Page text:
At Issue: Is teen running for Stonecrest City Council a good move?

Mary-Pat Hector (Credit: Channel 2 Action News)
Mary-Pat Hector (Credit: Channel 2 Action News)

The newly formed city of Stonecrest now has another distinction — it has allowed a teenager to run for a City Council seat. Mary-Pat Hector fought for the right to run based on the vague wording of the city charter that didn’t give an age requirement for public office holders. The 19-year-old Spelman College student has been active in local politics and organizations for several years. Besides being represented by Fulton County Commissioner Marvin Arrington Jr. in the challenge to her candidacy, her supporters include Atlanta City Council President Ceasar Mitchell, Atlanta Councilman Kwanza Hall and Clarkston Mayor Ted Terry.

Stonecrest is seating its first City Council on March 21, after voters approved the southeastern DeKalb city in November. The challenge was brought by George Turner Jr., who also qualified for the seat, along with Hector and three others.

Hector released this statement after DeKalb County Board of Registration and Elections decided to let her run:

“Justice was served, and the law prevailed,” Hector said. “The board’s decision is a testament to the inclusion of the next generation’s participation in the democratic process.”

What do you think? Is Hector’s passion and intelligence enough to outweigh her youth? Is she a shinning example for other young people to become more involved in government? Or is this arena too grown-up for one so young? Send comments to communitynews@ajc.com. Responses may be published in print and/or online.

LAST WEEK: SHOULD FAYETTE COUNTY APPROVE A NEW SPLOST?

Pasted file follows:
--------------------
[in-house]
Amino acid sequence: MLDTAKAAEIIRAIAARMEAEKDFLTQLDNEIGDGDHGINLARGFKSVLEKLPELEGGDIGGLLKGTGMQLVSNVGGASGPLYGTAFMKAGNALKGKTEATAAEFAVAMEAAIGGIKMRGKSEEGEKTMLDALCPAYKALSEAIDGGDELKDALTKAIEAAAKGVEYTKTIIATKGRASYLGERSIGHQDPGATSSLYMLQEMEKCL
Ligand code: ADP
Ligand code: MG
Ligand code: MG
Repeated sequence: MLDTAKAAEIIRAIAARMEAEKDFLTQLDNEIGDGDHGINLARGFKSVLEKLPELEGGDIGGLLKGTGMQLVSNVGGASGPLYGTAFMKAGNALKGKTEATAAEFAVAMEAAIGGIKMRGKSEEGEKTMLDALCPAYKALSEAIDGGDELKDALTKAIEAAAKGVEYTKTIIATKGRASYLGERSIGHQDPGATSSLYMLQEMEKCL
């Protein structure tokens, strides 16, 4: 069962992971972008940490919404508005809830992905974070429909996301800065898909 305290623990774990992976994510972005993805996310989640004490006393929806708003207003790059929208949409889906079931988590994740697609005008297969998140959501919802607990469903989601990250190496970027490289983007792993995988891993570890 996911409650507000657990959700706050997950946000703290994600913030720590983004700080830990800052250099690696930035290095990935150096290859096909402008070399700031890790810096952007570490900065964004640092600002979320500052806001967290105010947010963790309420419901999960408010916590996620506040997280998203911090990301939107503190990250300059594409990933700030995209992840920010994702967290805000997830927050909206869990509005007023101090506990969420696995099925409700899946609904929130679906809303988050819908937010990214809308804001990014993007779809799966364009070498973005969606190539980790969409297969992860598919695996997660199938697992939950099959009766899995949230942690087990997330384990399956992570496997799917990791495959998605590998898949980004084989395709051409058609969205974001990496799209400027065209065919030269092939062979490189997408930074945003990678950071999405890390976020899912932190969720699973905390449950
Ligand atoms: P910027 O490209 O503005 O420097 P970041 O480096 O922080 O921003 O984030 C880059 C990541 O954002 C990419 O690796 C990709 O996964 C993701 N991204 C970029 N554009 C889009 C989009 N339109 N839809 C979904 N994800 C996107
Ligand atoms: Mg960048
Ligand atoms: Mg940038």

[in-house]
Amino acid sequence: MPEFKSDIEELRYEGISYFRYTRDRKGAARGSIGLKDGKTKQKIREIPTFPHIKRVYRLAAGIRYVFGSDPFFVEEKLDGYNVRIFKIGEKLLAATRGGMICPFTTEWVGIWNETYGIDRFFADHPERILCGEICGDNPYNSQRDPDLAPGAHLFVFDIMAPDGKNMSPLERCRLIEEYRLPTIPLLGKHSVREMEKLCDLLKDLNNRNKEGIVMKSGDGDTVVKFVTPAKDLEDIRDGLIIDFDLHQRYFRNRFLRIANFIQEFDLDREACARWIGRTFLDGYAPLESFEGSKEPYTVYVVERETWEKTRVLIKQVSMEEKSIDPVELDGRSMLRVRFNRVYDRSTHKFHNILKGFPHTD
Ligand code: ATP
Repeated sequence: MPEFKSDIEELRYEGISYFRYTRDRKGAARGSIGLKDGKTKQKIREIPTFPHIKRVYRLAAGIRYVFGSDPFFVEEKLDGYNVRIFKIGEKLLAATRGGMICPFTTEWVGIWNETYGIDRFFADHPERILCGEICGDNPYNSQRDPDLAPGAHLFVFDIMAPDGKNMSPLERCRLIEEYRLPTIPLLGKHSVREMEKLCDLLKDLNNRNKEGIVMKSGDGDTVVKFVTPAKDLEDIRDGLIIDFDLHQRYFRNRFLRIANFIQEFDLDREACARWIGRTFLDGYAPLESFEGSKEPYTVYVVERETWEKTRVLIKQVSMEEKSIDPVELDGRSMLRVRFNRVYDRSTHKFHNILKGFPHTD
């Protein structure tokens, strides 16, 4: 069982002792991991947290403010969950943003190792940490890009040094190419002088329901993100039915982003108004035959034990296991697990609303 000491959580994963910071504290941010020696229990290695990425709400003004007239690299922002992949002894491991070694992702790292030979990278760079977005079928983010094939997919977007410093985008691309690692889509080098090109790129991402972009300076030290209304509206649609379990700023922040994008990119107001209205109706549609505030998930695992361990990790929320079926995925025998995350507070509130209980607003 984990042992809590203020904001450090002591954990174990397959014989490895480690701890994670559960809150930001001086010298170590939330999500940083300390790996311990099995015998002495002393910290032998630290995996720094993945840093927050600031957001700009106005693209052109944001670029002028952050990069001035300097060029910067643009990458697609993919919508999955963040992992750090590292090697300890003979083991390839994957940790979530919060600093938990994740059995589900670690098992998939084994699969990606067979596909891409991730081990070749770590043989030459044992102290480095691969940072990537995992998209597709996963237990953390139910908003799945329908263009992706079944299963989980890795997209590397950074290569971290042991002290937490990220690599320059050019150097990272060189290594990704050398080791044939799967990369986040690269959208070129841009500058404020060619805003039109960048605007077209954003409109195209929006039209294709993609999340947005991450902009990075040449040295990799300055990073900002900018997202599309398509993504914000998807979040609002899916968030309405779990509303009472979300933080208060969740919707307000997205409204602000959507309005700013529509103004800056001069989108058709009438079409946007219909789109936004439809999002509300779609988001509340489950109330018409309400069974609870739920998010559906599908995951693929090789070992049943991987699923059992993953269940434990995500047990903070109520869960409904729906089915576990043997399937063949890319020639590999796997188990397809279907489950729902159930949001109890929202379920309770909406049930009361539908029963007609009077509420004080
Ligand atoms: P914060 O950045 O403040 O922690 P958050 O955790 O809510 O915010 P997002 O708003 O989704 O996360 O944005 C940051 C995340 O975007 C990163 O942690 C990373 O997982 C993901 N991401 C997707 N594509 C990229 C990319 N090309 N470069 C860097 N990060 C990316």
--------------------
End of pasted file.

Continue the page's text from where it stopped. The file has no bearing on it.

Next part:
Next month, Fayette County voters will say yay or nay to a one-cent special purpose local option sales tax that, if passed, would generate about $64.6 million that would be divided among the county and its municipalities to fund 238 projects. Most are related to infrastructure repairs such as dams, culverts, intersection improvements and road (and in Peachtree City, multi-use path) paving, plus others related to public safety. Opponents have questioned the need for a tax versus other forms of funding.

We asked residents whether or not they supported the SPLOST, and why. Here’s what some had to say:

I have looked at the projects listed in the SPLOST, and find them to be reasonable. I frequently shop in Peachtree City and at the Fayette Pavilion in Fayetteville, and always see a significant percentage of cars in both places from outside Fayette County. We can pass the SPLOST and make the needed improvements, getting a portion of that money from non-Fayette citizens. Or we can reject the SPLOST and either see a millage increase on our tax bill or do nothing and fall further behind in taking care of our infrastructure. - Charles Davenport